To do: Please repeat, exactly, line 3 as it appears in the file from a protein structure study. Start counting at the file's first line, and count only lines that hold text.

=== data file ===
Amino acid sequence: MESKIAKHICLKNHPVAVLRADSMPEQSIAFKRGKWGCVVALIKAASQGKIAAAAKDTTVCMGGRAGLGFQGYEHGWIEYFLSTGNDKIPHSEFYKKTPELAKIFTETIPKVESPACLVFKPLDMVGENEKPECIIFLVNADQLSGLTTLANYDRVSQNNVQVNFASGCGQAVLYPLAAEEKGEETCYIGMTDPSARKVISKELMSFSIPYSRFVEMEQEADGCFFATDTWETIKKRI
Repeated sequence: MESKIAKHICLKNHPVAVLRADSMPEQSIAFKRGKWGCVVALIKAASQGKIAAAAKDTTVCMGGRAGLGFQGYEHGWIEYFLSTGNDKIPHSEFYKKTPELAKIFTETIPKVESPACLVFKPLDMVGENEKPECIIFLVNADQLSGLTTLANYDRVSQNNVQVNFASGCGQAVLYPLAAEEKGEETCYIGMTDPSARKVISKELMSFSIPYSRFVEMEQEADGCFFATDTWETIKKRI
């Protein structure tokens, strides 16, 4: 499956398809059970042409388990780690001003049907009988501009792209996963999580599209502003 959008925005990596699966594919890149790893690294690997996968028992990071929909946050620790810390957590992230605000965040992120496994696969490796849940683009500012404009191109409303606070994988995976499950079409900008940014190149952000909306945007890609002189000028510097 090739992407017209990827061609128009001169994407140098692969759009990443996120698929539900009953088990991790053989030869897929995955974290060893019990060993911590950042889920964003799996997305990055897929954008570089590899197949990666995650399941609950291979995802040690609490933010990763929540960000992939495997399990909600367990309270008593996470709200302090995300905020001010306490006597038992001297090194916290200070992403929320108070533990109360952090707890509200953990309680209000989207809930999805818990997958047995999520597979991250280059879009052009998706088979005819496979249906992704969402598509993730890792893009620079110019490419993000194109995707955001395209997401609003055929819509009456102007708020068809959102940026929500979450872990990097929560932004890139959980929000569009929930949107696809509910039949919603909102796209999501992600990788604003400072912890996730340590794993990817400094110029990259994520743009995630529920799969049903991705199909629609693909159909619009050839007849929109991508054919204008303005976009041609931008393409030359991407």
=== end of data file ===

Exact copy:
């Protein structure tokens, strides 16, 4: 499956398809059970042409388990780690001003049907009988501009792209996963999580599209502003 959008925005990596699966594919890149790893690294690997996968028992990071929909946050620790810390957590992230605000965040992120496994696969490796849940683009500012404009191109409303606070994988995976499950079409900008940014190149952000909306945007890609002189000028510097 090739992407017209990827061609128009001169994407140098692969759009990443996120698929539900009953088990991790053989030869897929995955974290060893019990060993911590950042889920964003799996997305990055897929954008570089590899197949990666995650399941609950291979995802040690609490933010990763929540960000992939495997399990909600367990309270008593996470709200302090995300905020001010306490006597038992001297090194916290200070992403929320108070533990109360952090707890509200953990309680209000989207809930999805818990997958047995999520597979991250280059879009052009998706088979005819496979249906992704969402598509993730890792893009620079110019490419993000194109995707955001395209997401609003055929819509009456102007708020068809959102940026929500979450872990990097929560932004890139959980929000569009929930949107696809509910039949919603909102796209999501992600990788604003400072912890996730340590794993990817400094110029990259994520743009995630529920799969049903991705199909629609693909159909619009050839007849929109991508054919204008303005976009041609931008393409030359991407």